Methods
Because the MKRH is analogous in concept to the MKT, it is helpful to provide a brief review of the MKT. The definition of
MKT provided above describes how the MKT concept is an attempt to provide a single temperature which, if the product were
stored at this constant temperature, would age the product to an equal degree to that obtained from storing the product at
a variable temperature over the same period of time. The MKT is derived directly from the Arrhenius equation that relates
reaction rate with temperature (Equation 1):
where k = the rate constant of the degradation reaction, A = the 'preexponential factor', E_{a} = activation energy (KJ·mol^{1}), R = universal gas constant = 8.314 J·K^{1}·mol^{1}, and T = temperature (K).
The MKT can be calculated as shown in Equation 2:
where MKT = mean kinetic temperature (K), T
_{1} to T
_{n} = the variable temperature (K) measured at constant intervals, and n = the number of temperature measurements.
In the solid state, the rate of the degradation reaction has been shown to vary with temperature and relative humidity according
to the humiditycorrected Arrhenius equation in Equation 3 (8–12):
where B = the moisturesensitivity term and RH = relative humidity (%).
It can be seen from the humiditycorrected Arrhenius equation that reaction rates increase exponentially with RH; the additional
B term is the magnitude of the effect of RH on the rate of degradation. The B term varies from product to product (as does
E_{a}) and can be typically determined from a short (e.g., 2 week) accelerated stability study as described by Waterman et al. (9–12). The B term is most simply expressed as the logarithm of the ratio of the degradation rates obtained at two different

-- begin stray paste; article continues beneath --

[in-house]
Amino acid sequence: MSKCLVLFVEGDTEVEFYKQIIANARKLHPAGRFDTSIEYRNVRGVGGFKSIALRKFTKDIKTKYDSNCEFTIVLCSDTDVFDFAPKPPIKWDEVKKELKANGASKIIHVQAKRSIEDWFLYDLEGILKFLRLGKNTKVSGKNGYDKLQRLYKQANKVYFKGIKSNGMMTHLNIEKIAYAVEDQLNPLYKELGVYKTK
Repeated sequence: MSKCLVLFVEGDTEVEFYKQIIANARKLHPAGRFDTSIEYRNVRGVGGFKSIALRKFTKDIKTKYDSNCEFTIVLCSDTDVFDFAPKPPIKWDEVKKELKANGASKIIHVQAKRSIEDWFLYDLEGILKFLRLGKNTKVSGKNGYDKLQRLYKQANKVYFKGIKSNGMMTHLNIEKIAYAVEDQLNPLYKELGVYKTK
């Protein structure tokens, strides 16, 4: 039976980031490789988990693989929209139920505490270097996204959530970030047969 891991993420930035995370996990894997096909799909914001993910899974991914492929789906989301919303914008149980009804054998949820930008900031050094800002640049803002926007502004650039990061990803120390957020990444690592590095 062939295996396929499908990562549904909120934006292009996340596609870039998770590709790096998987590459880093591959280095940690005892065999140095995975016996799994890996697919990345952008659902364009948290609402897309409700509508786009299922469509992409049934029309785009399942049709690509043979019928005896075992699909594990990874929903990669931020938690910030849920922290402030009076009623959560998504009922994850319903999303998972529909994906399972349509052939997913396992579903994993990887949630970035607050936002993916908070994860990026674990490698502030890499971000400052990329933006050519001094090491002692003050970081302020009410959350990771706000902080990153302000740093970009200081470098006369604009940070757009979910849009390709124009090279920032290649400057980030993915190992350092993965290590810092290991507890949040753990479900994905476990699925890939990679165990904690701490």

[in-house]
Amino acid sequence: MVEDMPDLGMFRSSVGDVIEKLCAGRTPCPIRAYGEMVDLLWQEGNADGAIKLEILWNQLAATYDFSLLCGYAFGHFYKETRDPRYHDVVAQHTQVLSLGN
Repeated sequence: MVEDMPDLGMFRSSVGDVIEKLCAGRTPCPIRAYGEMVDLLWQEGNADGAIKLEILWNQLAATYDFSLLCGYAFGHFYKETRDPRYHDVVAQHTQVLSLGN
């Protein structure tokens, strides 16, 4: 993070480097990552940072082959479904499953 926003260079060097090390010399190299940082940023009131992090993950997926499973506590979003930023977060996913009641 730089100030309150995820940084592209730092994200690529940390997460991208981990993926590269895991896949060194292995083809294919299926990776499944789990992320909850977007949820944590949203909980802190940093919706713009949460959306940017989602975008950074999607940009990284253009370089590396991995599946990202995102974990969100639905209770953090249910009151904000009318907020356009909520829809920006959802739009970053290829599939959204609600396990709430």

relative humidity conditions (at the same temperature) divided by the difference in relative humidity as shown in Equation 4:
where k_{1} is the rate constant of reaction at relative humidity RH_{1}, and k_{2} is the rate constant of reaction at relative humidity RH_{2} at the same temperature.
The B term is typically in the range of 0 to 0.09. A B term of 0 indicates that RH has no effect on reaction rate, whereas
a B term of 0.09 indicates a high dependency on RH: the degradation rate would double for every 8% increase in RH.
On the basis of the humiditycorrected Arrhenius equation, the isothermal MKRH can be calculated as shown in Equation 5:
where MKRH_{isothermal }= mean kinetic relative humidity (%), RH
_{1} to RH
_{n} = the variable relative humidity (%) measured at constant intervals, and n = the number of relative humidity measurements.
A complication that arises as a consequence of the humiditycorrected Arrhenius equation is that the established MKT equation
holds true only for samples held at constant relative humidity, and Equation 5 for MKRH holds true for samples held at constant temperature.